Joint Aspiration (Arthrocentesis)

  • Medical Editor: William C. Shiel Jr., MD, FACP, FACR
    William C. Shiel Jr., MD, FACP, FACR

    William C. Shiel Jr., MD, FACP, FACR

    Dr. Shiel received a Bachelor of Science degree with honors from the University of Notre Dame. There he was involved in research in radiation biology and received the Huisking Scholarship. After graduating from St. Louis University School of Medicine, he completed his Internal Medicine residency and Rheumatology fellowship at the University of California, Irvine. He is board-certified in Internal Medicine and Rheumatology.

Take the Pain Quiz

How is joint aspiration performed?

The skin over the joint is cleaned using a liquid, typically an iodine solution (Betadine). Local anesthetic is used in the area of the joint; either by injection, a topical liquid coolant, or both. A needle with a syringe attached is inserted within the joint and joint fluid is drawn back under suction (aspirated) into the syringe. For certain conditions, the doctor will also inject medication into the joint after fluid removal. The needle is then removed and a Band-Aid or dressing is applied over the entry point.

What are complications of joint aspiration?

Complications of joint aspiration are uncommon. Possible complications include a reaction to the local anesthetic, local bruising or, minor bleeding into the joint. If cortisone is used, there may be loss of pigment in the skin (a light-colored spot may develop). A rare but serious complication of joint aspiration is infection of the joint (septic arthritis).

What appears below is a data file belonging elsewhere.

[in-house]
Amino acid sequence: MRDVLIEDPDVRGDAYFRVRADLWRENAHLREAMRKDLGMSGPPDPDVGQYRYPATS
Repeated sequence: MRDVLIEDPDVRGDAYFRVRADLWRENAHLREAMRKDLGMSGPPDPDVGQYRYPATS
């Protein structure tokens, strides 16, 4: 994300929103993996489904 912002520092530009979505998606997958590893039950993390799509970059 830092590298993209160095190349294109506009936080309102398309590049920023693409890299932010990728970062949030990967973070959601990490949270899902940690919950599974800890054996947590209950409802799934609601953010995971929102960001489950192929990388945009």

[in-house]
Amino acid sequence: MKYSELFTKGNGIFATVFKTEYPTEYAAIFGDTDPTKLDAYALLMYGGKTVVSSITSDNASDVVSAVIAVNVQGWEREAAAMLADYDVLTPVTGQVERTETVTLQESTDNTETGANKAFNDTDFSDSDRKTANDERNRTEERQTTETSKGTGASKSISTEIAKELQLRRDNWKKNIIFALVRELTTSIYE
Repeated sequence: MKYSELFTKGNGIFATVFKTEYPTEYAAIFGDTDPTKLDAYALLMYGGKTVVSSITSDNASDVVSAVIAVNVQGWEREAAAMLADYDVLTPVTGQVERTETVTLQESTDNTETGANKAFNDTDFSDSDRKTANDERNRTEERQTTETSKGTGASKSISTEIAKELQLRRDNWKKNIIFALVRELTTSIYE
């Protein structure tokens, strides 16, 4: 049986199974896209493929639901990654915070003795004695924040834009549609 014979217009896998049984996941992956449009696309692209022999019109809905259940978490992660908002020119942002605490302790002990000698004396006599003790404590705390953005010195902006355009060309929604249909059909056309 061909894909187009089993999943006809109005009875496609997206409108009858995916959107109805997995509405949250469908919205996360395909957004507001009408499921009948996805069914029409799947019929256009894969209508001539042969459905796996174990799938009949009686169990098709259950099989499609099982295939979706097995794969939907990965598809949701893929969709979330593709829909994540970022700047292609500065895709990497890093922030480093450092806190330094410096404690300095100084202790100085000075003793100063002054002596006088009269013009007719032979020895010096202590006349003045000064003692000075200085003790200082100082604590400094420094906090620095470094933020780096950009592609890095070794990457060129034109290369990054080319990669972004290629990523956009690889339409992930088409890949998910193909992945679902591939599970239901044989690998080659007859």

If cortisone-related medications (corticosteroids) are injected into the joint, additional uncommon complications include inflammation in the joint as a result of the medication crystallizing, shrinkage (atrophy) or loss of pigment of skin at the injection site, increased blood sugar (worsening of diabetes mellitus), and aggravation of preexisting infection elsewhere in the body. If multiple injections with corticosteroids are given too frequently, it is possible to develop systemic side effects (side effects throughout the body), such as weight gain, puffy face and trunk, and easy bruising. Injection of hyaluronic acid derivatives may cause local inflammation and swelling of the joint due to a reaction to the medication.

Medically reviewed by Aimee V. HachigianGould, MD; American Board of Orthopaedic Surgery

REFERENCE:

"Joint aspiration or injection in adults: Technique and indications"
uptodate.com

Medically Reviewed by a Doctor on 6/8/2015

Subscribe to MedicineNet's Newsletters

Get the latest health and medical information delivered direct to your inbox!

By clicking Submit, I agree to the MedicineNet's Terms & Conditions & Privacy Policy and understand that I may opt out of MedicineNet's subscriptions at any time.

VIEW PATIENT COMMENTS
  • Joint Aspiration - complications

    Did you experience any complications as a result of your joint aspiration? Please explain.

    Post View 3 Comments

Health Solutions From Our Sponsors